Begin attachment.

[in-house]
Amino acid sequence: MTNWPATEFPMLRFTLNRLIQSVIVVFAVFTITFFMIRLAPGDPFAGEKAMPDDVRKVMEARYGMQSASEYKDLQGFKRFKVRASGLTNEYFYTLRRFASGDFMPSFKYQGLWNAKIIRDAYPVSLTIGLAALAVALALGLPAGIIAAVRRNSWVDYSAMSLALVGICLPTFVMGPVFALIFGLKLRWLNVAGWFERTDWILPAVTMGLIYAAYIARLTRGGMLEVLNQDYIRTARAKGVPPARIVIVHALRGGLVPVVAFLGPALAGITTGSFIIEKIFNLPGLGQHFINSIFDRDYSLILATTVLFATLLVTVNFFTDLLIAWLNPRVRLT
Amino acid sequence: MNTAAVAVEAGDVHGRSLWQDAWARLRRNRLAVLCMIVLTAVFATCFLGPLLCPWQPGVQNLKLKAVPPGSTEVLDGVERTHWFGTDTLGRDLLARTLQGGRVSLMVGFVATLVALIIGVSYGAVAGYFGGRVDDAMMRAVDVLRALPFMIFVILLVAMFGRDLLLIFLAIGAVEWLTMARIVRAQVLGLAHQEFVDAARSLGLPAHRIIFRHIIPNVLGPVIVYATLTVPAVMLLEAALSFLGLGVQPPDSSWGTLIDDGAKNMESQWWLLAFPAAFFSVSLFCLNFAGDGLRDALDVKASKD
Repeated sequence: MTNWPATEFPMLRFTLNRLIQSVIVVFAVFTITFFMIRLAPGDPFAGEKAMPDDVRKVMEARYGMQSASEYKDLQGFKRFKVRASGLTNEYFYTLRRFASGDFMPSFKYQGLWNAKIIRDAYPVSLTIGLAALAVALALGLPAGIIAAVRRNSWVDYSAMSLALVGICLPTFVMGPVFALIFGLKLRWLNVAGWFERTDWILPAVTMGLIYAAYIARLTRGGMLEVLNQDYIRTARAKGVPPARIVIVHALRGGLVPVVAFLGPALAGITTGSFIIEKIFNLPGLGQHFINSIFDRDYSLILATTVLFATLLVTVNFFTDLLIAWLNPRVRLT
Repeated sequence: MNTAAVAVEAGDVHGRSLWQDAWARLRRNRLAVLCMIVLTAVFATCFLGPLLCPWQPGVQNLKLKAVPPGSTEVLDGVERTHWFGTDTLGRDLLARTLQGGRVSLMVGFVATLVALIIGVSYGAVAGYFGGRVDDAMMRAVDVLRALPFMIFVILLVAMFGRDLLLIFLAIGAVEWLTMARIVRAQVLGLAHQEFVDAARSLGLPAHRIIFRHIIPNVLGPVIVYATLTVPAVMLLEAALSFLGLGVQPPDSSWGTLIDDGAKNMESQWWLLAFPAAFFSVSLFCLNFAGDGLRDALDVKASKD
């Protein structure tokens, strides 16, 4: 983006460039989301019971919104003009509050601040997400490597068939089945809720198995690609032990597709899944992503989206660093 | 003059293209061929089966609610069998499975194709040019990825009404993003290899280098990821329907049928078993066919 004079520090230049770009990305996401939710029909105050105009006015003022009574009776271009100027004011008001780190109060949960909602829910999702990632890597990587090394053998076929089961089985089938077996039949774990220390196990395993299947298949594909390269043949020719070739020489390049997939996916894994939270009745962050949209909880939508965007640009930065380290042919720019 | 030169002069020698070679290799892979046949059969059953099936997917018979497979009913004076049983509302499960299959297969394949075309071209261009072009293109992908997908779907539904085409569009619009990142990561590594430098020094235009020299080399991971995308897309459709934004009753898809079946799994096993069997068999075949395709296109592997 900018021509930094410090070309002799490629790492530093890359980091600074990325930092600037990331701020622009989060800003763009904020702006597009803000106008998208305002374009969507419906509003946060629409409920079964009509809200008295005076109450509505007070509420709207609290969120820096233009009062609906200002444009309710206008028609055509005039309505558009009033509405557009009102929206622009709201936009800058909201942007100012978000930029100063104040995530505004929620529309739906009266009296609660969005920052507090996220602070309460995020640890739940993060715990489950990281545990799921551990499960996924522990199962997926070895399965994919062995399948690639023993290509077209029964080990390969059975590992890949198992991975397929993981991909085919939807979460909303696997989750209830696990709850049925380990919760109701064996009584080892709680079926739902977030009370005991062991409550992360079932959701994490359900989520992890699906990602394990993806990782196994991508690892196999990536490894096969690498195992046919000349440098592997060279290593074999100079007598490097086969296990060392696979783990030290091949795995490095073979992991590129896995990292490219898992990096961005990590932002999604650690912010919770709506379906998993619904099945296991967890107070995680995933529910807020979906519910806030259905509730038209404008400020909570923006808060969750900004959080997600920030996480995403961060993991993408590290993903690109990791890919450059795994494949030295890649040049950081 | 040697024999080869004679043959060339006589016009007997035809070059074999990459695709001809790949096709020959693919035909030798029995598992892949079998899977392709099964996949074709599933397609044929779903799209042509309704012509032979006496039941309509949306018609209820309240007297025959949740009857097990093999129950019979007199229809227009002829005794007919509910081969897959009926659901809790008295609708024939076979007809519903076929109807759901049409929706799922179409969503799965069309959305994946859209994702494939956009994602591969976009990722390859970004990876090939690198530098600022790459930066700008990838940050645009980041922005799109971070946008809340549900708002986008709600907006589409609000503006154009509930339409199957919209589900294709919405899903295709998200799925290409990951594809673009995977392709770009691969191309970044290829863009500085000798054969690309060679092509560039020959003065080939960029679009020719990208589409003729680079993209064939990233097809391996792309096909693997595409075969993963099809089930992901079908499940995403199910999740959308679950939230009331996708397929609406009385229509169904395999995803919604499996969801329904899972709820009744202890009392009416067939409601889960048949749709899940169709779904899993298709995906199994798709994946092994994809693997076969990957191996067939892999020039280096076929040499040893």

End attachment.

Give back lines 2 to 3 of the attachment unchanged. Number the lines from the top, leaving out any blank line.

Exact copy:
Amino acid sequence: MTNWPATEFPMLRFTLNRLIQSVIVVFAVFTITFFMIRLAPGDPFAGEKAMPDDVRKVMEARYGMQSASEYKDLQGFKRFKVRASGLTNEYFYTLRRFASGDFMPSFKYQGLWNAKIIRDAYPVSLTIGLAALAVALALGLPAGIIAAVRRNSWVDYSAMSLALVGICLPTFVMGPVFALIFGLKLRWLNVAGWFERTDWILPAVTMGLIYAAYIARLTRGGMLEVLNQDYIRTARAKGVPPARIVIVHALRGGLVPVVAFLGPALAGITTGSFIIEKIFNLPGLGQHFINSIFDRDYSLILATTVLFATLLVTVNFFTDLLIAWLNPRVRLT
Amino acid sequence: MNTAAVAVEAGDVHGRSLWQDAWARLRRNRLAVLCMIVLTAVFATCFLGPLLCPWQPGVQNLKLKAVPPGSTEVLDGVERTHWFGTDTLGRDLLARTLQGGRVSLMVGFVATLVALIIGVSYGAVAGYFGGRVDDAMMRAVDVLRALPFMIFVILLVAMFGRDLLLIFLAIGAVEWLTMARIVRAQVLGLAHQEFVDAARSLGLPAHRIIFRHIIPNVLGPVIVYATLTVPAVMLLEAALSFLGLGVQPPDSSWGTLIDDGAKNMESQWWLLAFPAAFFSVSLFCLNFAGDGLRDALDVKASKD